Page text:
Reopening July 1! What to expect
Try this collection of prompts for tinkering at home.
Learning Toolbox: Engage in activities about the science of coronavirus and explore our online resources for learning at home.
Science of Water: Food Explore water's crucial role in food and cooking.
Browse our growing online collection of interactive exhibits.
Global Climate Change Explorer • Discover how researchers study climate change and examine the latest scientific data.
Low-cost, teacher-tested activities for the classroom and the curious.
Wired Pier Environmental Field Station • Explore weather, air quality, and water conditions from San Francisco Bay
Dive into websites, activities, apps, and more.
The legendary Joshua Light Show returns to the Exploratorium.
Enjoy Reggie Watt's take on exploration of Mars.
Darkening polar skies often bring beautiful light displays.
Get down and dirty with the surprising science of soil.
Put on a mask and see how we communicate with our bodies as well as with our faces and words.
What does it take to support life—or to prevent it?
A profile of frog researcher Dr. Tyrone Hayes.
Experience the end of the transit of Venus.
Your CRT screen may appear to wiggle when you give it the raspberry, but the only thing wiggling is you.
Stories about science, art, and human perception—from 1998.
Discover how researchers study climate change and examine the latest scientific data.
Looking at the night sky can help you see how your eyes and brain make sense out of moonlight.
Meet David Goodsell, a molecular biologist and artist who finds beauty in the molecules of cells.
What goes on under the ground during an earthquake? Use a Slinky to model the various seismic waves that make the earth tremble.
The more astronomy changes, the more it stays the same. This series of images juxtaposes ancient and modern study of the celestial bodies.
Get a taste of how the earth's plates move.
A fish-eye view of the brain
Grow spikes of crystals in the sun.
Watch old pennies turn bright and shiny right before your eyes!
Visit the Outdoor Exploratorium at Fort Mason to explore the science behind wind, waves, and more.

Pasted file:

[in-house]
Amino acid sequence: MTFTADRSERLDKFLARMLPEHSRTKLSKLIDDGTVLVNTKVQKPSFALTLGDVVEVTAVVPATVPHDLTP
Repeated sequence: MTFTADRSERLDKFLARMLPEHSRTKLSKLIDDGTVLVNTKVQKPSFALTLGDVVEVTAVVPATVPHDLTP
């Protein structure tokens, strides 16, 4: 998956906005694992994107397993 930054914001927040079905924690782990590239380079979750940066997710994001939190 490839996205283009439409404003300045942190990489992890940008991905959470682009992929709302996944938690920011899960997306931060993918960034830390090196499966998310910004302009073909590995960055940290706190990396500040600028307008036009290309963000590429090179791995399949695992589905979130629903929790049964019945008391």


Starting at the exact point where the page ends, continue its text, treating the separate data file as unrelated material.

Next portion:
Get in the loop with Greg Brown's improvisational piece Dynamic Feedback Loops.
Test your memory–and learn how to improve it!
A do-it-yourself cartoon kit. It's easy to make pictures move!
Meet a kinetic sculptor.
Scientists dig under the surface for clues to past climate
Find out why wind resistance is a big drag for bicyclists, and use our calculator to estimate drag for yourself.
Listen to bird songs and try to figure out which are songs, which are companion calls, and which are alarms.
Most people abhor the sound of their own recorded voice. So what are these recording devices doing to our voices to make them sound so awful?
by Exploratorium Staff • June 11, 2015
PBS Digitial Studios' latest episode of The Art Assignment profiles Zarouhie Abdalian, an Exploratorium Artist-in-Residence.
Explore the importance of water on the red planet.
Try these low-cost, teacher-tested activities for the classroom and the curious.
Get to know the tiny "astronauts" known as tardigrades.
You can make sentences without words!
What can you do with a frozen water balloon? Plenty!
They're a menace to ships, but life thrives in these frozen oases.
Using a spectroscope, you may see that what appears to be a single color of light is really a combination of colors called a spectrum.
Try your hand at explaining symbols both modern and ancient, and then make your own.
Does the sun rise in the east? Not exactly.
Get to know Pier 15, one of the greenest buildings around.
Step inside San Francisco's landmark camera obscura with operator Robert Tacchetto.
Recycle some cans to make after-dinner music!
See a map of recent earthquakes in the United States, and learn why earthquakes happen so frequently on the West Coast.
See how we cut the Exploratorium in two for seismic safety.
Explore the unknown world inside your brain with these fun activities.
In February 2009, the Exploratorium hosted Darwin Days, a series of presentations, debates, and discussions exploring the ways scientists continue to learn from and apply their knowledge of evolutionary biology to a broad range of pursuits.
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San Francisco, CA 94111
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